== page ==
Does mental illness occur before or after drug addiction?

Studies show that people who suffer from mental illness are more likely to become addicted to a substance, often called “self medicating”. Conversely, people who have suffered from addiction for years may later get diagnosed with a mental illness, this is called “dual diagnosis”. Some individuals are mentally ill to start and use drugs and/or drink alcohol to alleviate their symptoms, while others become mentally ill as a result of taking drugs or drinking alcohol.
It is important to note that according to National Institute on Drug Abuse people are most likely to begin abusing drugs including tobacco, alcohol, and illegal and prescription drugs during adolescence and young adulthood. Adolescents experiment with substances for a variety reasons including the desire for new experiences, attempts to deal with problems, and peer pressure.

Certain risk factors play a role such as genetics, coping mechanism, depression, anxiety, ADHD, bipolar disorder and schizophrenia in some one choosing addictive behaviors. Studies show that people who are dianosed with mood or anxiety disorders are nearly twice as likely to have a substance abuse problem compared to the general public. People who suffer from anxiety find that alcohol diminished their symptoms and people who suffer from depression experience relief from taking euphoric drugs, such as marijuana, cocaine or heroin.
Some substances have been associated with the development of disorders. Rather than bringing relief due to an ongoing mental health problem, drugs can actually cause new problems to develop. According to “Substance Abuse and Mental Health Services Administration” a few of the mental health concerns that could spring to life in people who use and abuse substances are:

Deliriumis- People who have this condition tend to shift betweeen mental states with extreme speed, they may display an inability to remember detail and pay attention to the events taking place around them. They might seem angry and irritated, or depressed and apathetic, and they might struggle to keep their arms and legs still.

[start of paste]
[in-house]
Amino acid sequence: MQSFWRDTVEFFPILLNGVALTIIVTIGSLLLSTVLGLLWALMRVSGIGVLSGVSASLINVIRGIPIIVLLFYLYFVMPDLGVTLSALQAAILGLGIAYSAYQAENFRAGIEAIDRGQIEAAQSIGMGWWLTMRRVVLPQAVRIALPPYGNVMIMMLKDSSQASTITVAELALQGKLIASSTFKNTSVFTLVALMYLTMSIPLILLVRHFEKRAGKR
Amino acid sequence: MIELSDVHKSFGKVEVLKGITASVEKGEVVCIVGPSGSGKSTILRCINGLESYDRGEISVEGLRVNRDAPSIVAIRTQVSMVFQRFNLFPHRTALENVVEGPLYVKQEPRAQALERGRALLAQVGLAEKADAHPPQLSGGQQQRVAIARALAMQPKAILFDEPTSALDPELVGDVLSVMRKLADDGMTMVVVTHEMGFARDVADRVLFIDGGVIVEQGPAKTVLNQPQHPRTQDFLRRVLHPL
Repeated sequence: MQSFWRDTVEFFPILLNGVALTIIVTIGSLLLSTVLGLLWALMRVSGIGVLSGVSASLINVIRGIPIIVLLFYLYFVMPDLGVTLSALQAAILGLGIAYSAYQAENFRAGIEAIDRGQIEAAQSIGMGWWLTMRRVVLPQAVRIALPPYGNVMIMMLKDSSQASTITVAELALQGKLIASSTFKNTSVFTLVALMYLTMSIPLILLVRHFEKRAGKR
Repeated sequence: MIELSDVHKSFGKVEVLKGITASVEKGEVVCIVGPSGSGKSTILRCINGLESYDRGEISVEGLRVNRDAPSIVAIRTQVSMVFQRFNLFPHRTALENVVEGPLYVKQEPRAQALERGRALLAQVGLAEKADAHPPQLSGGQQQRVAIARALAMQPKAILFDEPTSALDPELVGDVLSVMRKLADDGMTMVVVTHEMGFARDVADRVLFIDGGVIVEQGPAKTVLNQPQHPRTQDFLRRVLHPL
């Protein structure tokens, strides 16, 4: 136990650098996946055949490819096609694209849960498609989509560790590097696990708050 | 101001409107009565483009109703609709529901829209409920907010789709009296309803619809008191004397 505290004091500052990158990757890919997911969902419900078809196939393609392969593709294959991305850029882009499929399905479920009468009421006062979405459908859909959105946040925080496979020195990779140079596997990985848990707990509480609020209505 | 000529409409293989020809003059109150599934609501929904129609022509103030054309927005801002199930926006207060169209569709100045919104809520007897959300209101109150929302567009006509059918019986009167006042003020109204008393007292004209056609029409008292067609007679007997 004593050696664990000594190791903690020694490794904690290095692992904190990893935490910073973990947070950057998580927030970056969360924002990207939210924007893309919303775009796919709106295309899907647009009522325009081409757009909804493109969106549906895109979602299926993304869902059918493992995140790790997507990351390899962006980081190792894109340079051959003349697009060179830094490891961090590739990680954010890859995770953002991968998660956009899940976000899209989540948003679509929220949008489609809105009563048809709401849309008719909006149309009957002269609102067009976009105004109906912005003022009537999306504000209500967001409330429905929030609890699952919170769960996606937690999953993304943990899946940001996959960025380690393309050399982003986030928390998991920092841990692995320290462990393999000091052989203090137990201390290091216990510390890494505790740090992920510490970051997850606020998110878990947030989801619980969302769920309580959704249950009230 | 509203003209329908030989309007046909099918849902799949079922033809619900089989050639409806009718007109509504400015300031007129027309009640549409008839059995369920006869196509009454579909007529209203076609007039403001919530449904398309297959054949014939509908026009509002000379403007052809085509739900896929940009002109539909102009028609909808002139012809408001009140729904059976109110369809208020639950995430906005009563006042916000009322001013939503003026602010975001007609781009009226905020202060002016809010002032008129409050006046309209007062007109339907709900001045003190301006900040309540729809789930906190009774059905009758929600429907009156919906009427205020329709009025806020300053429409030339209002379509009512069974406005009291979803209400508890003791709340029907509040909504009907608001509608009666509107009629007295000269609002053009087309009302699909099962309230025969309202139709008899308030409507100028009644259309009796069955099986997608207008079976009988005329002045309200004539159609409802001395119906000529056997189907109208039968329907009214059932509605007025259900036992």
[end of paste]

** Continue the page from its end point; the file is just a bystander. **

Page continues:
Psychosis- Simliar to deliriumis, in that people who have this particular condition also seem jittery and unreasonable. They might claim to hear voices that others cannot hear, or they might seem as though they’re looking at places and faces others can’t see. They might become angry and violent, and they might be unable to stay still and calm. People in a psychotic state can be remarkably dangerous, simply because they can’t be reasoned with.

Hallucinogen-Persisting Perceptual Disorder- Similar to psychosis, in that people who have this disorder often experience visual hallucinations, such as: streaks of color, halos of light, movement trails and/or floating objects in the field of vision.

Persisting Amnestic Disorder- This condition often accompanies the long-term use of drugs, and it can cause an inability to put down new memories or to access old memories. The portions of the brain that control these vital processes have been damaged by drugs, and the severity of the disorder can range from mild to severe, depending on the amount of damage that has been done.

Persisting Dementia- This is similar to persisting amnestic disorder in that people who have this disorder might also struggle with memory. However, these people also have difficulties involving learning and attention. The degree of impairment is dependent on the drugs the person has used.

Mood Disorders- Mood disorders might not seem severe when they are placed beside dementia disorders, but people who feel relentlessly depression might face many of the same types of symptoms. They also find it hard to pay attention and learn new information and they might struggle to remember details from the past. People with this disorder might also find it hard to muster up the energy to get through the day.